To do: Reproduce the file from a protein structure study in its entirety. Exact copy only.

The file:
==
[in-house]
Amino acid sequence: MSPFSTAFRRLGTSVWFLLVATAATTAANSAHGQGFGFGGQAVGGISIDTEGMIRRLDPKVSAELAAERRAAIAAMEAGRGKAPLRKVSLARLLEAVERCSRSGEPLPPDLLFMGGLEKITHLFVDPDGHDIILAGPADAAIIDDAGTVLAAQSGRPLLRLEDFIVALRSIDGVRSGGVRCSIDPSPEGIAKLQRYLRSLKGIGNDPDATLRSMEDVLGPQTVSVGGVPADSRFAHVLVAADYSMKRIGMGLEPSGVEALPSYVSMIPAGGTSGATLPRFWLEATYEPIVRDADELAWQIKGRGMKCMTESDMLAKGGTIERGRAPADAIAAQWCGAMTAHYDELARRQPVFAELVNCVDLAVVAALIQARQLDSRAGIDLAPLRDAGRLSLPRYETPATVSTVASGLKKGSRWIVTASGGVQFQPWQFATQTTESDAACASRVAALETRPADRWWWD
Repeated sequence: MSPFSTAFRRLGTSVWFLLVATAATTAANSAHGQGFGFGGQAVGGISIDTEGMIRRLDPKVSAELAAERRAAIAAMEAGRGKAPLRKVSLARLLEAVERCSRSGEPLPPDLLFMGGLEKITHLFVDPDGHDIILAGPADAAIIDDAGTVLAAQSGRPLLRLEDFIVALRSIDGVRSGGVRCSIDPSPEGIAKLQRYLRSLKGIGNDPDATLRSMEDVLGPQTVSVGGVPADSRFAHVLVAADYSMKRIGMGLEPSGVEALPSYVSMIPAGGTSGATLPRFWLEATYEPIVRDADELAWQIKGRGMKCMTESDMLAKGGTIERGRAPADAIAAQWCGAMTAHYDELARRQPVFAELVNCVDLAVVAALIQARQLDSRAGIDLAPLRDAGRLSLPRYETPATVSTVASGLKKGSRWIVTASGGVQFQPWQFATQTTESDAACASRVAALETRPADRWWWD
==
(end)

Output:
[in-house]
Amino acid sequence: MSPFSTAFRRLGTSVWFLLVATAATTAANSAHGQGFGFGGQAVGGISIDTEGMIRRLDPKVSAELAAERRAAIAAMEAGRGKAPLRKVSLARLLEAVERCSRSGEPLPPDLLFMGGLEKITHLFVDPDGHDIILAGPADAAIIDDAGTVLAAQSGRPLLRLEDFIVALRSIDGVRSGGVRCSIDPSPEGIAKLQRYLRSLKGIGNDPDATLRSMEDVLGPQTVSVGGVPADSRFAHVLVAADYSMKRIGMGLEPSGVEALPSYVSMIPAGGTSGATLPRFWLEATYEPIVRDADELAWQIKGRGMKCMTESDMLAKGGTIERGRAPADAIAAQWCGAMTAHYDELARRQPVFAELVNCVDLAVVAALIQARQLDSRAGIDLAPLRDAGRLSLPRYETPATVSTVASGLKKGSRWIVTASGGVQFQPWQFATQTTESDAACASRVAALETRPADRWWWD
Repeated sequence: MSPFSTAFRRLGTSVWFLLVATAATTAANSAHGQGFGFGGQAVGGISIDTEGMIRRLDPKVSAELAAERRAAIAAMEAGRGKAPLRKVSLARLLEAVERCSRSGEPLPPDLLFMGGLEKITHLFVDPDGHDIILAGPADAAIIDDAGTVLAAQSGRPLLRLEDFIVALRSIDGVRSGGVRCSIDPSPEGIAKLQRYLRSLKGIGNDPDATLRSMEDVLGPQTVSVGGVPADSRFAHVLVAADYSMKRIGMGLEPSGVEALPSYVSMIPAGGTSGATLPRFWLEATYEPIVRDADELAWQIKGRGMKCMTESDMLAKGGTIERGRAPADAIAAQWCGAMTAHYDELARRQPVFAELVNCVDLAVVAALIQARQLDSRAGIDLAPLRDAGRLSLPRYETPATVSTVASGLKKGSRWIVTASGGVQFQPWQFATQTTESDAACASRVAALETRPADRWWWD